In addition to a violation of immigration law, it is a federal crime to reenter the United States after a previous removal (without permission to reenter). When caught at the border or port of entry, without permission to reenter, you are likely to face prosecution and significant prison time.
Now more than ever, the U.S. Attorney’s Offices prosecute illegal reentry cases. It is now a clear priority of the federal Department of Justice to focus on the prosecution of immigration crimes to the fullest extent.
If you have been charged, make sure to reach out to an Atlanta illegal reentry lawyer at STERN Law today.
Illegal Reentry (8 U.S.C. § 1326)
If someone who has been deported, removed, or excluded from the United States returns or attempts to return without permission, that person is usually charged with Illegal Reentry. Illegal Reentry can result in serious, long-term punishment.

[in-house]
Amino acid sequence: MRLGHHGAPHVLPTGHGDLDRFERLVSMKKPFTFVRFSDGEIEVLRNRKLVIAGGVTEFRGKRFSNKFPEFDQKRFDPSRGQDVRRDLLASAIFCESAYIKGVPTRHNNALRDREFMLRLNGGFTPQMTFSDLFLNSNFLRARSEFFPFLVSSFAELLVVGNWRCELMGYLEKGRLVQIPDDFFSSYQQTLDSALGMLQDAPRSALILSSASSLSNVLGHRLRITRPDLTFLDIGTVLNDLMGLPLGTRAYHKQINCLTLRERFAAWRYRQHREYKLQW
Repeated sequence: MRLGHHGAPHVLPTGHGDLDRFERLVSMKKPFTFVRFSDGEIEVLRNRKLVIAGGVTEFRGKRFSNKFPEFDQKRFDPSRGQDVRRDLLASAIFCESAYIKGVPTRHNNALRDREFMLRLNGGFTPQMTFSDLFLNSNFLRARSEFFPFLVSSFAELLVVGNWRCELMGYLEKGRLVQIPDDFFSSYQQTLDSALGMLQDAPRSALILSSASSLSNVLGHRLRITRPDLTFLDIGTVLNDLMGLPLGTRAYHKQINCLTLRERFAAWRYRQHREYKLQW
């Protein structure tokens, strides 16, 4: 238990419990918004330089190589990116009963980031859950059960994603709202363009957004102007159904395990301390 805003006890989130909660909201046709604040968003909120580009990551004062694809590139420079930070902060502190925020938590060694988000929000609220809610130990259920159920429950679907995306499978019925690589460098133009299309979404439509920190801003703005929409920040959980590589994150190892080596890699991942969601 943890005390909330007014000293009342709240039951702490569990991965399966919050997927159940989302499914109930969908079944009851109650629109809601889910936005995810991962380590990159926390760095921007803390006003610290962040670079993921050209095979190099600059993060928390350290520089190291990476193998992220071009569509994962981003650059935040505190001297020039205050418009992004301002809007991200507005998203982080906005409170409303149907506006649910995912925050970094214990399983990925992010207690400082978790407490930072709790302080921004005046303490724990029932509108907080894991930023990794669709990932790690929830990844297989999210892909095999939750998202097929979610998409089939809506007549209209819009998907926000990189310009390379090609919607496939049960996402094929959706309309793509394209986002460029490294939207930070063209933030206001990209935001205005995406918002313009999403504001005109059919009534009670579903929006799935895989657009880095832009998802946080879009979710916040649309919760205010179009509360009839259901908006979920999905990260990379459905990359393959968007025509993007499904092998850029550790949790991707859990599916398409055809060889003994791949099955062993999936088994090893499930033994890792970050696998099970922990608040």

The penalty for this crime largely depends on a defendant’s criminal history:
If removal was after a conviction for a felony, or three or more misdemeanors involving drugs or crimes against a person — 10 YEARS
If removal was after a conviction for an aggravated felony — 20 YEARS
If removed after being released early from a sentence of imprisonment — 10 YEARS
If excluded because of terrorist activities — 10 YEARS
The information you obtain at this site is not, nor is it intended to be, legal advice. You should consult an attorney for advice regarding your individual situation. Contacting us does not create an attorney-client relationship.